1. Setting
  2. Plots
  3. Preparation
  4. Session logs
  5. Ambiance assets

A campaign composer can’t be complete without handling them all. At the same time, GMs use each of those elements in very different ways, making it difficult to design a unified system. A conundrum, for sure, which will take novel technology to address.

These elements are the nouns of game mastering. We also found the verbs.

5. GMs manage campaigns using 3 modes: Author, prep, and run

No matter their individual process, everything a GM does falls into one of three core focuses:

  1. Authoring the fictional content of a campaign
  2. Creating prep material so they can run sessions smoothly smoothly, and
  3. Running a session

Running is largely isolated from the other two, but most GMs do authoring and prepping together, flowing back and forth. In fact, most GMs don't explicitly distinguish between the two modes, but when things are different, your tools have to treat them differently. And because we recognize the distinction, we can make this observation:

6. Prep wins

Some GMs spend half an hour prepping for a 4-hour session; others spend four... or more! Regardless, most GMs orient their routine around prepping an upcoming session; they create fiction and produce campaign ambiance to fill the needs of that preparation. That gives us a very clear mandate: To offer a prep-first approach where authoring and running are virtually effortless outgrowths.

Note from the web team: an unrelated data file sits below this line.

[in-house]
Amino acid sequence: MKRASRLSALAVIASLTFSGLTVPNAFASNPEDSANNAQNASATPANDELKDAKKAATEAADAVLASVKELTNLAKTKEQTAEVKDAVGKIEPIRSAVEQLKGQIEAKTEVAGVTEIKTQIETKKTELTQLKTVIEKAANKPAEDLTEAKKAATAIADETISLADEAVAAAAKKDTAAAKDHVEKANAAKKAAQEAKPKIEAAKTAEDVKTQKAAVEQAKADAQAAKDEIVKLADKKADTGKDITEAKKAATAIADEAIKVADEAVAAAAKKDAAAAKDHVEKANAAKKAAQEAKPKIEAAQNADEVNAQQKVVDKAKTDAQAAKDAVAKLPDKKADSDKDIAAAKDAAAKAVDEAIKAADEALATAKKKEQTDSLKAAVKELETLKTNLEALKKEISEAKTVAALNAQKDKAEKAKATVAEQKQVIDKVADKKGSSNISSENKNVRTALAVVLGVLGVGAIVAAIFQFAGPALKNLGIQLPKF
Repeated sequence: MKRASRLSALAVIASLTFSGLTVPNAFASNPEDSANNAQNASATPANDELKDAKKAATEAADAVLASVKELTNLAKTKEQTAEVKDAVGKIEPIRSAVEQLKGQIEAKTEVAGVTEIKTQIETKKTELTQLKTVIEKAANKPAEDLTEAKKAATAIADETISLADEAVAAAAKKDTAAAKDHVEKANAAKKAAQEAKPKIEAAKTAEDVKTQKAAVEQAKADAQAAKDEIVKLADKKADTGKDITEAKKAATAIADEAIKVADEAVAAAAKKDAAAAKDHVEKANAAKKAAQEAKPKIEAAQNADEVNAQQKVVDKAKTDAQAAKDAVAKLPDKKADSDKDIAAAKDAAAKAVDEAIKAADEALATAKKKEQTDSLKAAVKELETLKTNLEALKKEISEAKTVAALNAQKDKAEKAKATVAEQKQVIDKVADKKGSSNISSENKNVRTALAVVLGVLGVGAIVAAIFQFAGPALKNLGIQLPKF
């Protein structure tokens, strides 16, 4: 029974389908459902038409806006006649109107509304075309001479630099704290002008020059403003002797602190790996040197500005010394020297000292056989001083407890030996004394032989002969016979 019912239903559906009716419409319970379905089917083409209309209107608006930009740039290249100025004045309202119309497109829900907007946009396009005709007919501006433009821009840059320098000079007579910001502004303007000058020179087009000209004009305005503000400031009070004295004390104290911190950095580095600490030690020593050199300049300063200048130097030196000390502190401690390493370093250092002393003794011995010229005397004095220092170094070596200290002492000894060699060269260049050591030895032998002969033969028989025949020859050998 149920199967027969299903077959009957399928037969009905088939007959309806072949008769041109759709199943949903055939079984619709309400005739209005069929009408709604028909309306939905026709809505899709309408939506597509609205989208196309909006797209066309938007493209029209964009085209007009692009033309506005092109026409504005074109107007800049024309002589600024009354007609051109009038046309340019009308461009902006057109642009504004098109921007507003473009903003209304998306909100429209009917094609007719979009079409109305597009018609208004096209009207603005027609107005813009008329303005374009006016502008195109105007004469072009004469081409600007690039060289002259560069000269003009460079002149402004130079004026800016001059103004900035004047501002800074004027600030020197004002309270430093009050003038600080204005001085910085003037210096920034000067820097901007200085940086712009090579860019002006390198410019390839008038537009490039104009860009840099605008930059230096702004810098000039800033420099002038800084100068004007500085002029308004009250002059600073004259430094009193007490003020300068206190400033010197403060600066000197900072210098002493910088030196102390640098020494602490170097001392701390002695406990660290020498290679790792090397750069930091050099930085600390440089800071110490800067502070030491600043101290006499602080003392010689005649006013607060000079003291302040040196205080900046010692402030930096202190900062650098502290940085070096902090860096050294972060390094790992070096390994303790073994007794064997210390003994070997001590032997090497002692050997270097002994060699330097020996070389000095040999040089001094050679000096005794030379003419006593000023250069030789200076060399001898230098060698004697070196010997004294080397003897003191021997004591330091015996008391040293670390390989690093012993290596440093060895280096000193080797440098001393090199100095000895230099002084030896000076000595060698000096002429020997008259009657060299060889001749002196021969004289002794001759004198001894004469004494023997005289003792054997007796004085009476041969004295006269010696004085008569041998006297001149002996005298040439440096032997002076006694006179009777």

7. There are 3 major gaps in the existing landscape

Ultimately, all of my conversations pointed to three fundamental problems. Until these issues are addressed, GMs will continue to stick with Docs, Word, and OneNote:

  1. There is no central point of truth capable of working with all the essential aspects of a campaign
  2. A scattered and isolated landscape of tools that do not play well together, and
  3. The tools that exist are cumbersome and restrictive

Anything we build has to address those gaps head-on, by being:

  1. comprehensive, accounting for the complete set of elements in a campaign
  2. integrated with the ecosystem of creative tools, rules reference, VTTs, etc., and
  3. adaptive, making it as easy to work with as a text document, while still providing powerful features specifically for a GM.

Next stage unlocked: Build an MVP, and keep learning

These 7 lessons equip us to state clearly what we’re going to build—a Campaign Composer for authoring, prepping, and running epic campaigns—and what will make it the best: it’s comprehensive, integrated, and adaptive.

These words are now enshrined on our homepage but will doubtlessly change as we keep gathering input and learning as we go. If you have any feedback, please let us know! Fill out this GM Survey and tell us what you think. And if you want to read the upcoming deep-dives into each of the seven lessons, sign up for the Bringing Fire newsletter (updates monthly) to be notified when they are posted.

Meanwhile, it’s time to build. Our CTO, Josh, is already working on prototypes to test our designs, and we’re working with a small number of early adopters ready to take them for a spin.

We’re also continuing our research with phase two, which is all about dialing in the precise set of features we should commit to for our initial release — our minimum viable product, or MVP. That means more conversations with game masters, and starting to collect quantifiable data from surveys.

Great session, team

I honestly can’t remember work I’ve enjoyed more than interviewing GMs about their processes. I’m so grateful to them for their goodwill and their generosity with their time. Their enthusiasm is beyond energizing. If you’re reading this, thank you, and I hope you’re pleased with our progress so far. I can’t wait to show you what we’ve got in the works.